Namath's nickname "Broadway Joe" was given to him by Sherman Plunkett, a Jets teammate. The "Joe Willie Namath" moniker, Namath's full given name, was popularized by sportscaster Howard Cosell. He originated the fad of wearing a full-length fur coat on the sidelines, a habit which was adopted by many players after him. The NFL has since banned this, requiring all team personnel (players, coaches, athletic trainers, etc.) to wear league-approved team apparel. Namath stood out from other AFL and NFL players by wearing low-cut white shoes rather than traditional black high-tops (thus the nickname "Joe Willie Whiteshoes"). Today, the NFL often fines players for not wearing shoes that match those of their teammates.
Namath also appeared in television advertisements both during and after his playing career, most notably for Noxzema shaving cream (in which he was shaved by a then-unknown Farrah Fawcett Video on YouTube) and Hanes Beautymist pantyhose; both commercials contributed to his becoming something of a pop-culture icon. He has appeared in advertising as recently as 2003.
Namath also opened several bars under the name Broadway Joe's in both New York City and in Tuscaloosa, Alabama (location of the University of Alabama). These continue today with moderate success.
Namath spent many years appearing as a booster for golf tournaments and other good causes, such as youth camps, including football camps, and lately for arthritis. He has served as a March of Dimes volunteer for over 40 years. Most recently, he was the March of Dimes' WalkAmerica Honorary Chair from 1998–2007. He also holds a celebrity golf outing annually on Long Island, New York to benefit the March of Dimes.
Namath made many notable remarks during the NFL Films presentation of NFL 75 Seasons. Recounting his 1969 Super Bowl performance, he said "It was such a feeling of elation, joy, tickling explosions inside, the teammates we did it, we were #1." "The same three words keep coming back: 'We did it. WE DID IT.'" Namath's infectious and genuine joy at recounting this made it natural for NFL Films to feature this quote in advertisements for its series.
Talking about the Raiders he said, "You were always playing a tough football team, and some of the guys cheated. Some of the guys kicked and bit and hit ya in the back, some of that kind of stuff, hit ya in the back of the head, and it's on film."
Talking about "The Guarantee," Namath said, "[I]t was not planned, it wasn't premeditated; it was just anger and frustration, and I really believed we were gonna win the game."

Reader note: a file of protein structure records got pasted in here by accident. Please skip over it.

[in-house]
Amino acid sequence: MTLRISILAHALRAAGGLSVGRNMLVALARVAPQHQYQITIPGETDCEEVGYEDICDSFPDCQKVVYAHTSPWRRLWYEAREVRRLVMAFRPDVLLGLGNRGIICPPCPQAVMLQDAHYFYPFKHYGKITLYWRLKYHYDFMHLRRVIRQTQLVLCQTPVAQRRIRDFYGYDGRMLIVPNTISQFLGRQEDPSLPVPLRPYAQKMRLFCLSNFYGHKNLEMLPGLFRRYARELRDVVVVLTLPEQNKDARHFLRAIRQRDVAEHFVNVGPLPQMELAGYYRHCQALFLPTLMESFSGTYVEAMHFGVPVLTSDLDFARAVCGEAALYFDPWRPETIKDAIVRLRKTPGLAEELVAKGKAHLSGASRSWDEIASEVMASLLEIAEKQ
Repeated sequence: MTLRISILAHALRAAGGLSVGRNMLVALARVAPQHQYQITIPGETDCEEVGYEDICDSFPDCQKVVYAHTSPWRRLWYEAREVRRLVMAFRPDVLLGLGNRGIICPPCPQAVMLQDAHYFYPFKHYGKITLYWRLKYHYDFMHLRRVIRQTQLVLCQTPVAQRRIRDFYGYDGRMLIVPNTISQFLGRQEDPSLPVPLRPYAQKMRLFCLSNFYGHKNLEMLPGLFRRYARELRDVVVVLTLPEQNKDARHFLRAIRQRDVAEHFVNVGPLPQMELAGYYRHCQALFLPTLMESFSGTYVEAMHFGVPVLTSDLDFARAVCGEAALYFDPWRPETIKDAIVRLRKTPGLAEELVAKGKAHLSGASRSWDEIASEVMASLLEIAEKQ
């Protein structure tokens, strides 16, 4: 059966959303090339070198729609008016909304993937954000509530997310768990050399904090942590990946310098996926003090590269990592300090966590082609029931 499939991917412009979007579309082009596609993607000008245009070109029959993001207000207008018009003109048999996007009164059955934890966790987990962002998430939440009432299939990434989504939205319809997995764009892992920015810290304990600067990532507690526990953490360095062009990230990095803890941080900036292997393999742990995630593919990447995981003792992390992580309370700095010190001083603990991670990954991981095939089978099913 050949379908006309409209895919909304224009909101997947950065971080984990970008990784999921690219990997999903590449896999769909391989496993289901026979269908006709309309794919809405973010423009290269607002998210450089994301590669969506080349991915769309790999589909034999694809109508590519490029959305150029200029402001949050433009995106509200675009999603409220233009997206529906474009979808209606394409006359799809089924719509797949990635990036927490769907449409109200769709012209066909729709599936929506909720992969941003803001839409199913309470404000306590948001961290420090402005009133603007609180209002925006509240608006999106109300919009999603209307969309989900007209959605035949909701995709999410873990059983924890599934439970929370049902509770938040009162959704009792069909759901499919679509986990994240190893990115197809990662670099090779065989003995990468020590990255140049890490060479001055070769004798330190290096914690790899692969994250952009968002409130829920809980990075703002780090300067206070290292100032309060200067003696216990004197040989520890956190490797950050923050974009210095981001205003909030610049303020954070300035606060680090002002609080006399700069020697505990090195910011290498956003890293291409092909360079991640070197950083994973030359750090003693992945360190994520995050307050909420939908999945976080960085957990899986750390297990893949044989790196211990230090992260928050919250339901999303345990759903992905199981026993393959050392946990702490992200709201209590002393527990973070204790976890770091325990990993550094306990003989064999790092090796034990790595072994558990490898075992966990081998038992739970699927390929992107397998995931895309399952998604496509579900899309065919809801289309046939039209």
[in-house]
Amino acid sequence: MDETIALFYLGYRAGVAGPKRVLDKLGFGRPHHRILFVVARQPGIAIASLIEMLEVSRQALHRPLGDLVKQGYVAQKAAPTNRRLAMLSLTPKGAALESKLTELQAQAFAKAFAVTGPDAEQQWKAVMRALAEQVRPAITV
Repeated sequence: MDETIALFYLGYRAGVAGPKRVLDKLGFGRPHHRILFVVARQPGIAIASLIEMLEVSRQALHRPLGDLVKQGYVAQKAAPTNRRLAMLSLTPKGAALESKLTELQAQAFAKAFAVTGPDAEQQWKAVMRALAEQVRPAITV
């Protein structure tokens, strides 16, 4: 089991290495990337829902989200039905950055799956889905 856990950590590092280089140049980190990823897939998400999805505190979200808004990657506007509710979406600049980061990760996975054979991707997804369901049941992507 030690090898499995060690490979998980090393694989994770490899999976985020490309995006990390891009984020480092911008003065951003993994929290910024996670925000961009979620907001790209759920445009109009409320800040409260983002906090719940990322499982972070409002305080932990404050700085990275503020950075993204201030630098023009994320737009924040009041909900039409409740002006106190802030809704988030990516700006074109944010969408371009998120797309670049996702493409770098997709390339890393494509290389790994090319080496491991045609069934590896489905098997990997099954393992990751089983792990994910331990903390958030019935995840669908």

Speaking about teamwork, Namath said: "Life isn't always easy, and football isn't always easy. Football convinced me that life is a team game."
- List of NFL quarterbacks who have passed for 400 or more yards in a game
- List of American Football League players
- Namath: From Beaver Falls to Broadway
- Switz, Larry. "Joe Namath: Biography". ESPN. Archived from the original on 2008-03-28. Retrieved 2008-09-23.
- "Joe Namath: Biography". Pro football Hall of Fame. Retrieved 2009-01-25.
- "Joe Namath". Pabook.libraries.psu.edu. Retrieved 2014-03-05.
- "ESPN Classic - Namath was lovable rogue". Espn.go.com. Retrieved 2014-03-05.
- "Larry Bruno, former Beaver Falls coach, dies". Pittsburgh Post-Gazette. December 24, 2010.
- DiRoma, Frank Joseph. "Joe Namath". Retrieved 2008-09-02.
- Schwartz, Joe. "Namath was lovable rogue". ESPN. Retrieved 2008-09-02.
- "Football great Joe Namath earns college degree 42 years later". FOX News. 2007-12-15. Retrieved 2008-09-02.
- NFL 2001 Record and Fact Book, Workman Publishing Co, New York,NY, ISBN 0-7611-2480-2, p. 397
- Zinser, Lynn (May 25, 2012). "Pregame Talk Is Cheap, but This Vow Resonates". The New York Times. p. B10. Archived from the original on May 25, 2012.
- Kreigel, Mark. Namath: A Biography. New York: Viking, 2004. 346
- Williams, Joe (2013-05-31). "Long after retiring from Bears, Predators coach's love of Chicago remains strong". Orlando Sentinel. Retrieved 2013-05-31.
- Quarterback Sneak at IMDB
- "The Competitive Edge with Joe Namath". Competitiveedgetv.com. Retrieved 2014-03-05.
- "Jilted Joe" People magazine, April 19, 1999
- "Joe Namath's teenaged daughter gives birth". Celebritybabies.people.com. 2012-03-22. Retrieved 2014-03-05.
- Griffith, Bill (December 23, 2003). "Namath Incident Not Being Kissed Off". The Boston Globe. Retrieved 2010-04-24.
- Kriegel, Mark (2004). Namath: A Biography. New York: Viking. ISBN 0-670-03329-4.
- Eskenazi, Gerald (August 28, 2003). "PRO FOOTBALL; Jets Turn a Gathering Into a Testaverde Rally". The New York Times.
- Mallozzi, Vincent M. (25 September 2011). "30 Seconds With Joe Namath". The New York Times. Retrieved 26 September 2011.
- Namath, Joe Willie and Schaap, Richard (1970). I Can't Wait Until Tomorrow...'Cause I Get Better Looking Every Day. Signet. ASIN B00005W4MN.
- Kriegel, Mark (2004). Namath: A Biography. New York: Penguin Books. ISBN 0-670-03329-4.
- Namath, Joe (2006). Namath. New York: Rugged Land Books. ISBN 1-59071-081-9.
|Wikimedia Commons has media related to Joe Namath.|
- Career statistics and player information from NFL.com • Pro-Football-Reference
- Joe Namath at the Pro Football Hall of Fame
- Joe Namath at the Internet Movie Database
- Joe Namath article, Encyclopedia of Alabama